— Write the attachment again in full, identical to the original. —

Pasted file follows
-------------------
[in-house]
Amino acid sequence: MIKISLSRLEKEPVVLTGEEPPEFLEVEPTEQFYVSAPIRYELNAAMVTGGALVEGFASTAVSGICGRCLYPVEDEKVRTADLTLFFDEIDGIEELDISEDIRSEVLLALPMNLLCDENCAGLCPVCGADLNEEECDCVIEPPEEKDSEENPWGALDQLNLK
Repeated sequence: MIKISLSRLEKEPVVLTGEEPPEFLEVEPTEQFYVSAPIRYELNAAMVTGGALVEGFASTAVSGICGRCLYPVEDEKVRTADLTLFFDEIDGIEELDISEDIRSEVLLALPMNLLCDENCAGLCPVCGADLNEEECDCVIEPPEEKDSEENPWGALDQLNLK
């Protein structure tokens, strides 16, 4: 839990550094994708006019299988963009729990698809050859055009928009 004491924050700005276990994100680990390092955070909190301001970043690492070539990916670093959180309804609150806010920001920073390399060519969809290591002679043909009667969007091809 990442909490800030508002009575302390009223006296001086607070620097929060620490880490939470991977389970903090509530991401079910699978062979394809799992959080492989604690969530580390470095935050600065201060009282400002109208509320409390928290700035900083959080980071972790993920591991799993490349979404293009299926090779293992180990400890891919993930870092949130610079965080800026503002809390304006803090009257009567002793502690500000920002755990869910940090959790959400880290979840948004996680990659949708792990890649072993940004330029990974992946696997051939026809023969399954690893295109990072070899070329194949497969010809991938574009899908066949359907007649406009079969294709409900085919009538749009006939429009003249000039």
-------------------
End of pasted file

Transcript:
[in-house]
Amino acid sequence: MIKISLSRLEKEPVVLTGEEPPEFLEVEPTEQFYVSAPIRYELNAAMVTGGALVEGFASTAVSGICGRCLYPVEDEKVRTADLTLFFDEIDGIEELDISEDIRSEVLLALPMNLLCDENCAGLCPVCGADLNEEECDCVIEPPEEKDSEENPWGALDQLNLK
Repeated sequence: MIKISLSRLEKEPVVLTGEEPPEFLEVEPTEQFYVSAPIRYELNAAMVTGGALVEGFASTAVSGICGRCLYPVEDEKVRTADLTLFFDEIDGIEELDISEDIRSEVLLALPMNLLCDENCAGLCPVCGADLNEEECDCVIEPPEEKDSEENPWGALDQLNLK
């Protein structure tokens, strides 16, 4: 839990550094994708006019299988963009729990698809050859055009928009 004491924050700005276990994100680990390092955070909190301001970043690492070539990916670093959180309804609150806010920001920073390399060519969809290591002679043909009667969007091809 990442909490800030508002009575302390009223006296001086607070620097929060620490880490939470991977389970903090509530991401079910699978062979394809799992959080492989604690969530580390470095935050600065201060009282400002109208509320409390928290700035900083959080980071972790993920591991799993490349979404293009299926090779293992180990400890891919993930870092949130610079965080800026503002809390304006803090009257009567002793502690500000920002755990869910940090959790959400880290979840948004996680990659949708792990890649072993940004330029990974992946696997051939026809023969399954690893295109990072070899070329194949497969010809991938574009899908066949359907007649406009079969294709409900085919009538749009006939429009003249000039």